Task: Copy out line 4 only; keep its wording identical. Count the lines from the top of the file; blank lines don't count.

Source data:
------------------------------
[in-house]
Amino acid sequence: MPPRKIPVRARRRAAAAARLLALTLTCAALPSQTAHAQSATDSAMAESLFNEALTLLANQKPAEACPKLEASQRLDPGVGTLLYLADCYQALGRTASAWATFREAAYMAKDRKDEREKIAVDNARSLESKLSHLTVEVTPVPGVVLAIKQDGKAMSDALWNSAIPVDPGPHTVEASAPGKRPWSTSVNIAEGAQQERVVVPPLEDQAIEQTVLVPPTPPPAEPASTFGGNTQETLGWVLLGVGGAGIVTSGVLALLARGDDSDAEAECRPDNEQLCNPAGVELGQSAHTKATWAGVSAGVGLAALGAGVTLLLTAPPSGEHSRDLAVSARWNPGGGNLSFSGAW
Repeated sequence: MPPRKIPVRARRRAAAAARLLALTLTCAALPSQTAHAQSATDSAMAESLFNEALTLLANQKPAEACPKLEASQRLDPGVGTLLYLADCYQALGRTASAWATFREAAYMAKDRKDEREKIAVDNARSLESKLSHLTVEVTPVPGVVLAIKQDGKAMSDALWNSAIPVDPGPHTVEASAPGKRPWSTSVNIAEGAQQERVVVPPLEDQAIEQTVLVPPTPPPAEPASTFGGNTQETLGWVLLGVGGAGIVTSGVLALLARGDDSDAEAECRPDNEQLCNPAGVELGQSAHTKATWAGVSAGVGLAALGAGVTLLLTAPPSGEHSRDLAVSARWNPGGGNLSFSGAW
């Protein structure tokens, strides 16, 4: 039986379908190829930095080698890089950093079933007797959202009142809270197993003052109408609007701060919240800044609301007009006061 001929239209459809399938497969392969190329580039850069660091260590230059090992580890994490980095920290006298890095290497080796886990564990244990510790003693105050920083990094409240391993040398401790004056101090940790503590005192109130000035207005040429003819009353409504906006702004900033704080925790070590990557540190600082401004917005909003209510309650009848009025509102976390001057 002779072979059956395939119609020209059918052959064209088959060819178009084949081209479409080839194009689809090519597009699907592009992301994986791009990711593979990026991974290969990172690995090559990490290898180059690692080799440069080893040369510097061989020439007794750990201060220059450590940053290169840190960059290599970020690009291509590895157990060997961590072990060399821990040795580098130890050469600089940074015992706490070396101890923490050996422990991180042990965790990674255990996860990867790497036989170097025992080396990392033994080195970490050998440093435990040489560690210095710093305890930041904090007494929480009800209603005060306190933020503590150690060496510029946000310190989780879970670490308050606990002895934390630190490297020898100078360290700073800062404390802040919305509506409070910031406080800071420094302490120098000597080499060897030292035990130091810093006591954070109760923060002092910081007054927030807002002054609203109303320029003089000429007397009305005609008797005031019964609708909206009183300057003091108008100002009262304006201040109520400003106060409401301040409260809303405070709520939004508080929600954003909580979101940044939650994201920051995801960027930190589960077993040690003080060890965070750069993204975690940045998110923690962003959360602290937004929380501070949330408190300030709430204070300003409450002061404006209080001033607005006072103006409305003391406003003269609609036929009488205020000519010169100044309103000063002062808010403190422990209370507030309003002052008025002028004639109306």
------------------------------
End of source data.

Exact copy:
């Protein structure tokens, strides 16, 4: 039986379908190829930095080698890089950093079933007797959202009142809270197993003052109408609007701060919240800044609301007009006061 001929239209459809399938497969392969190329580039850069660091260590230059090992580890994490980095920290006298890095290497080796886990564990244990510790003693105050920083990094409240391993040398401790004056101090940790503590005192109130000035207005040429003819009353409504906006702004900033704080925790070590990557540190600082401004917005909003209510309650009848009025509102976390001057 002779072979059956395939119609020209059918052959064209088959060819178009084949081209479409080839194009689809090519597009699907592009992301994986791009990711593979990026991974290969990172690995090559990490290898180059690692080799440069080893040369510097061989020439007794750990201060220059450590940053290169840190960059290599970020690009291509590895157990060997961590072990060399821990040795580098130890050469600089940074015992706490070396101890923490050996422990991180042990965790990674255990996860990867790497036989170097025992080396990392033994080195970490050998440093435990040489560690210095710093305890930041904090007494929480009800209603005060306190933020503590150690060496510029946000310190989780879970670490308050606990002895934390630190490297020898100078360290700073800062404390802040919305509506409070910031406080800071420094302490120098000597080499060897030292035990130091810093006591954070109760923060002092910081007054927030807002002054609203109303320029003089000429007397009305005609008797005031019964609708909206009183300057003091108008100002009262304006201040109520400003106060409401301040409260809303405070709520939004508080929600954003909580979101940044939650994201920051995801960027930190589960077993040690003080060890965070750069993204975690940045998110923690962003959360602290937004929380501070949330408190300030709430204070300003409450002061404006209080001033607005006072103006409305003391406003003269609609036929009488205020000519010169100044309103000063002062808010403190422990209370507030309003002052008025002028004639109306």